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Year : 2022  |  Volume : 12  |  Issue : 1  |  Page : 28-30

A case of middle aortic syndrome in takayasu arteritis with left ventricle dysfunction and heart failure

Department of Cardiology, Sri Jayadeva Institute of Cardiovascular Science and Research, Bengaluru, Karnataka, India

Date of Submission05-Jan-2021
Date of Decision06-Feb-2021
Date of Acceptance16-Feb-2021
Date of Web Publication08-Feb-2022

Correspondence Address:
Dr. Darshan P Thakkar
Department of Cardiology, Sri Jayadeva Institute of Cardiovascular Science and Research, Bengaluru - 560 078, Karnataka
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Source of Support: None, Conflict of Interest: None

DOI: 10.4103/jicc.jicc_4_21

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Left ventricular dysfunction is an uncommon complication of Takayasu arteritis (TA) with a prevalence of about 10%–15%. We report a case of a 27-year-old girl who presented with dyspnea, bipedal edema, loss of weight, and easy fatigability for 3 months. Patient also developed right hemiparesis 3 months ago. Computed tomography of the brain was suggestive of the left temporal infarct, on evaluation she was diagnosed as left ventricle (LV) dysfunction and she was treated for CVA and heart failure. Clinical examination revealed the absence of the left upper limb and bilateral lower limb pulses with right upper limb hypertension. Echocardiography revealed severe LV dysfunction (ejection function ~20%). Computed tomography angiogram and other inflammatory markers confirmed the diagnosis of TA and revealed the presence of coaraction of the thoracic and abdominal aorta. Coaractoplasty was done, and immunosuppressant therapy with oral prednisolone and weekly oral methotrexate was started. On follow-up, patient is asymptomatic with improved LV function. Any patient with LV dysfunction or dilated cardiomyopathy, reversible causes have to be ruled out and TA has to be thought of as a differential diagnosis particularly in young females. Checking of all four limbs pulses and blood pressure is strictly recommended. TA is a systemic vasculopathy that can progress to cause vital organ ischemia. Therefore, early diagnosis and management as well as long-term follow-up is recommended.

Keywords: Left ventricle dysfunction, middle aortic syndrome, Takayasu arteritis

How to cite this article:
Thakkar DP, Shankar S, Soudri R, Babu Reddy T S, Nagesh C M, Srinivas B C, Manjunath C N. A case of middle aortic syndrome in takayasu arteritis with left ventricle dysfunction and heart failure. J Indian coll cardiol 2022;12:28-30

How to cite this URL:
Thakkar DP, Shankar S, Soudri R, Babu Reddy T S, Nagesh C M, Srinivas B C, Manjunath C N. A case of middle aortic syndrome in takayasu arteritis with left ventricle dysfunction and heart failure. J Indian coll cardiol [serial online] 2022 [cited 2022 May 27];12:28-30. Available from: https://www.joicc.org/text.asp?2022/12/1/28/337350

  Introduction Top

Takayasu arteritis (TA) is a chronic inflammatory disease of unknown etiology that primarily involves the aorta, its major branches. TA is more common in Asians, and females are more frequently being affected. The diagnosis of TA is often delayed because many patients manifest nonspecific symptoms. Left ventricle (LV) dysfunction is an uncommon complication of TA and seen in about 10%–15% of patients affected with this disorder. We are presenting a case of a 27-year-old girl who had LV dysfunction, right side hemiparesis cerebrovascular accident (CVA), and coaractation of the aorta (middle aortic syndrome).

  Case Report Top

A 27-year-old girl was admitted with dyspnea, pedal edema, loss of weight, and anorexia (NYHA IV). She was diagnosed with LV dysfunction for the past 3 months when she developed right hemiparesis before 3 months ago, computed tomography of the brain was suggestive of left temporal lobe infarct. On examination, absent pulse was observed in the left upper limb and both lower extremities while right upper limb blood pressure (BP) was 160/90 mm Hg. General physical examination revealed engorged jugular venous pressure, tachycardia, severe wasting, and pedal edema. Cardiovascular examination revealed the presence of the third heart sound. The complete blood count showed hemoglobin 10.2 g%, leukocyte count 11,400/mm3, and platelet count 275,000/mm3. The C-reactive protein (CRP) level was 1.9 mg/dL, and the erythrocyte sedimentation rate (ESR) was 30 mm/h. She had both liver and renal dysfunction due to congestive heart failure. Antinuclear antibody (ANA) test was found to be negative. Chest X-ray showed cardiomegaly.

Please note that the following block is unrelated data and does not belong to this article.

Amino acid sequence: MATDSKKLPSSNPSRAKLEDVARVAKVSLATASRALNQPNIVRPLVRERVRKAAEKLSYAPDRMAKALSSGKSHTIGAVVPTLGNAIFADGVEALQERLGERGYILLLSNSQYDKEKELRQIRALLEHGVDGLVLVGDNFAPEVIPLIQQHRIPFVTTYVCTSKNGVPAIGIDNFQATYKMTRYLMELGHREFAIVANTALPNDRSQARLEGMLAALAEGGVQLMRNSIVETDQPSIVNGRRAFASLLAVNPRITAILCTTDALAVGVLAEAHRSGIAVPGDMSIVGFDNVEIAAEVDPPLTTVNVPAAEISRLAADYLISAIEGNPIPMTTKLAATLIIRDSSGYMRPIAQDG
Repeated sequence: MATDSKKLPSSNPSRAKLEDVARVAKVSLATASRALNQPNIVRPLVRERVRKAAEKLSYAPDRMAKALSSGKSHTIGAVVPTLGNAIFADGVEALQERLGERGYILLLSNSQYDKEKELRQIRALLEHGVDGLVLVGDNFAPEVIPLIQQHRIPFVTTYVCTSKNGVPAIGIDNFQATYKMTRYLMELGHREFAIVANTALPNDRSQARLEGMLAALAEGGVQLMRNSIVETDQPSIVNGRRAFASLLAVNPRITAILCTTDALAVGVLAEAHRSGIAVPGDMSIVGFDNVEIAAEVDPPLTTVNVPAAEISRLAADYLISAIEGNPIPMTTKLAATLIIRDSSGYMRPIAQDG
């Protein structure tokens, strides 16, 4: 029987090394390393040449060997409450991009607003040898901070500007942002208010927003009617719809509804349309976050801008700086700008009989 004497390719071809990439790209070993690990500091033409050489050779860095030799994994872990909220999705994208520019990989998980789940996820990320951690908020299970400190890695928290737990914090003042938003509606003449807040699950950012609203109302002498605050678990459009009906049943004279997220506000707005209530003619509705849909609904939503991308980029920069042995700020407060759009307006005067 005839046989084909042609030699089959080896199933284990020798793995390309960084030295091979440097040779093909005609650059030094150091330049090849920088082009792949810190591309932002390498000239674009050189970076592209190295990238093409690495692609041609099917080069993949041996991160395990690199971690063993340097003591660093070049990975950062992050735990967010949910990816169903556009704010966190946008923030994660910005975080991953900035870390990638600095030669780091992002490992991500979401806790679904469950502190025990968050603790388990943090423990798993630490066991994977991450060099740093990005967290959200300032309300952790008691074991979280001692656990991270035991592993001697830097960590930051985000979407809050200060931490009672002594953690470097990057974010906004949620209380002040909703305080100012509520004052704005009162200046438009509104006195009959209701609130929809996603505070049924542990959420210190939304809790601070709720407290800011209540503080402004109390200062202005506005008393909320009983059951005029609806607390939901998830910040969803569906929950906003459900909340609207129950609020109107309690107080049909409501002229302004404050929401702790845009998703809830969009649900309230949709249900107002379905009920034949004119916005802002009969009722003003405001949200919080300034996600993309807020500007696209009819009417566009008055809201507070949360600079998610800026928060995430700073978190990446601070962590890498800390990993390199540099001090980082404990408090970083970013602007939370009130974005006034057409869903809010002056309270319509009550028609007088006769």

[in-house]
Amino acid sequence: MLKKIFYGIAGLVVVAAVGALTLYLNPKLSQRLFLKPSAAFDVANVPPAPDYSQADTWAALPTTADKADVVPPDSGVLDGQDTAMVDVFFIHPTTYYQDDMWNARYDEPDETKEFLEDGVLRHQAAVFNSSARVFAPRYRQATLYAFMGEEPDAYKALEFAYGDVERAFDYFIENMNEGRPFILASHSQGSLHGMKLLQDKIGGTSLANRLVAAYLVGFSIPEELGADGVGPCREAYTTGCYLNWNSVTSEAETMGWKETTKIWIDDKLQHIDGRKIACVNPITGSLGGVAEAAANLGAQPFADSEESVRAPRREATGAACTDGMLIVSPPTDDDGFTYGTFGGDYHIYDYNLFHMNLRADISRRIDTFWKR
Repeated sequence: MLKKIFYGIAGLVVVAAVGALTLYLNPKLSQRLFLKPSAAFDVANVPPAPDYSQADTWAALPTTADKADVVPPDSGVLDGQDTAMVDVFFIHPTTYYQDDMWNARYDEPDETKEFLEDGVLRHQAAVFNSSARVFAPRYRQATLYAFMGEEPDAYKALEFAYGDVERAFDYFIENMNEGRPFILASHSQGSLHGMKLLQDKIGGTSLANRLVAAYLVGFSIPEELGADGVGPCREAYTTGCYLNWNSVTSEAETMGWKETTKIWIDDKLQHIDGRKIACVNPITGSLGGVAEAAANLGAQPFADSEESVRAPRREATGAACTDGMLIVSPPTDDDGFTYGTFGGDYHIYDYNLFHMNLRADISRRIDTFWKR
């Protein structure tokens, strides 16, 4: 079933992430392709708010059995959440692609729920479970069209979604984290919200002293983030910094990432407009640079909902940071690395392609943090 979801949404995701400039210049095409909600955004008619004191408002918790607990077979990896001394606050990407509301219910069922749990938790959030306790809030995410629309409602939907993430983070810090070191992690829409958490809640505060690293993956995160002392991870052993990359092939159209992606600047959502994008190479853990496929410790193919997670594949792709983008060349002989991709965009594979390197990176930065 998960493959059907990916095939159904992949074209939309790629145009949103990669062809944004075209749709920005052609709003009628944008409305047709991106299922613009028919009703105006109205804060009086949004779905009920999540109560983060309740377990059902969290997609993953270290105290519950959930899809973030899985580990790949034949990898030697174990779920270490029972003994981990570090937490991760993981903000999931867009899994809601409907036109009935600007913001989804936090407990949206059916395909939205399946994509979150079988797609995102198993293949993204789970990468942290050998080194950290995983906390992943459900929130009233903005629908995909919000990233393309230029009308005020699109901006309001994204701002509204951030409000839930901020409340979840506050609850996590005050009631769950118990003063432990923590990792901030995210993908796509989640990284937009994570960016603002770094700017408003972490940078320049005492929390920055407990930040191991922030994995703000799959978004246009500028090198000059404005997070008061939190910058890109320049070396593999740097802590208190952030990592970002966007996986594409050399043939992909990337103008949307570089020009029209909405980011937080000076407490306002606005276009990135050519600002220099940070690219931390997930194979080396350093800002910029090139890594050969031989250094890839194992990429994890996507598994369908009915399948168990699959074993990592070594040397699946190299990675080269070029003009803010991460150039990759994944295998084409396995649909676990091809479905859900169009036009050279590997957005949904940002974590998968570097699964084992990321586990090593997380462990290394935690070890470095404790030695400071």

Echocardiography revealed dilated LV with moderate mitral regurgitation [Figure 1]a and [Figure 1]b. Moreover, decreased LV ejection function (LVEF 20%). A 64-slice computed tomography aortogram showed proximal right coronary artery: 60%–70% stenosis. Ostio proximal left common carotid artery: 80%–90% stenosis. Ostio proximal left subclavian artery is occluded. Coaractation of descending and abdominal aorta with maximum severity of 90%, ostio proximal celiac artery is occluded for a length of 3.6 mm. Ostio proximal superior mesenteric artery (SMA) shows 80%–90% stenosis. Bilateral renal, common iliac, external and internal iliac artery are patent [Figure 1]c.
Figure 1: (a and b) Showing dilated left ventricle with moderate mitral regurgitation. (c) A 64-slice computed tomography aortogram showing coaractation of descending and abdominal aorta. (d-f) Showing coaracted aortic segment with normal coronary arteries

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After confirming the diagnosis of TA-associated CVA, Coarctation of the aorta (MIDDLE AORTIC SYNDROME) with LV dysfunction, she was treated with methylprednisolone pulse therapy, oral prednisolone (1 mg/kg/d), and weekly methotrexate (15 mg/m2). For congestive heart failure, she was given furosemide diuretic, spironolactone, and carvedilol.

After improvement in renal parameters, aortogram done through using pigtail catheter through right femoral artery approach revealed long segment narrowing of descending thoracic and abdominal aorta with maximal severity of 90% above mesenteric and renal arteries with gradient of 50 mmHg [Figure 1]e and [Figure 1]f. Coronary angiogram shows normal epicardial coronaries. Hence, it was decided to do coarctoplasty with stent implantation [Figure 1]d.